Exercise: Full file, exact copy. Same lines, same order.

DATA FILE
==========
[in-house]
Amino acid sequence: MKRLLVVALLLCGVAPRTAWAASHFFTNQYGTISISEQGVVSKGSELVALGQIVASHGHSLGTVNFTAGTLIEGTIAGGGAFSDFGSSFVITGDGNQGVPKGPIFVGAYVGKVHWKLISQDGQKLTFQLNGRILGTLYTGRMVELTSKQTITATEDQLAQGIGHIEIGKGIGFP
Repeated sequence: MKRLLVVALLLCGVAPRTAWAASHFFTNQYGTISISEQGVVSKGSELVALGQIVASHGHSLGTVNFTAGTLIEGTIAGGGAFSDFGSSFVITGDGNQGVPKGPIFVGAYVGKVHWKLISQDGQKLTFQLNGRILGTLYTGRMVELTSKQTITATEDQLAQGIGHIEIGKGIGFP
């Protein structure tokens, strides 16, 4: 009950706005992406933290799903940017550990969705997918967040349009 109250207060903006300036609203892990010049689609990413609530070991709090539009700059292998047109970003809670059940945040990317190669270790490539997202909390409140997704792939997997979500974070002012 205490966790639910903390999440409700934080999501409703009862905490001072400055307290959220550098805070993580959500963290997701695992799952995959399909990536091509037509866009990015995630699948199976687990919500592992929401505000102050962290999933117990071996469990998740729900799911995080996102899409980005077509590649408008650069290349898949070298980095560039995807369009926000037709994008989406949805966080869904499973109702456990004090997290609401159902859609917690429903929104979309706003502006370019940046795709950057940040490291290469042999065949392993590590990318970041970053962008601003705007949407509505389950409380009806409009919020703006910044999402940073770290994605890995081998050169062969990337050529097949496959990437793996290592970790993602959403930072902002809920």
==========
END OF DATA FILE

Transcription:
[in-house]
Amino acid sequence: MKRLLVVALLLCGVAPRTAWAASHFFTNQYGTISISEQGVVSKGSELVALGQIVASHGHSLGTVNFTAGTLIEGTIAGGGAFSDFGSSFVITGDGNQGVPKGPIFVGAYVGKVHWKLISQDGQKLTFQLNGRILGTLYTGRMVELTSKQTITATEDQLAQGIGHIEIGKGIGFP
Repeated sequence: MKRLLVVALLLCGVAPRTAWAASHFFTNQYGTISISEQGVVSKGSELVALGQIVASHGHSLGTVNFTAGTLIEGTIAGGGAFSDFGSSFVITGDGNQGVPKGPIFVGAYVGKVHWKLISQDGQKLTFQLNGRILGTLYTGRMVELTSKQTITATEDQLAQGIGHIEIGKGIGFP
């Protein structure tokens, strides 16, 4: 009950706005992406933290799903940017550990969705997918967040349009 109250207060903006300036609203892990010049689609990413609530070991709090539009700059292998047109970003809670059940945040990317190669270790490539997202909390409140997704792939997997979500974070002012 205490966790639910903390999440409700934080999501409703009862905490001072400055307290959220550098805070993580959500963290997701695992799952995959399909990536091509037509866009990015995630699948199976687990919500592992929401505000102050962290999933117990071996469990998740729900799911995080996102899409980005077509590649408008650069290349898949070298980095560039995807369009926000037709994008989406949805966080869904499973109702456990004090997290609401159902859609917690429903929104979309706003502006370019940046795709950057940040490291290469042999065949392993590590990318970041970053962008601003705007949407509505389950409380009806409009919020703006910044999402940073770290994605890995081998050169062969990337050529097949496959990437793996290592970790993602959403930072902002809920």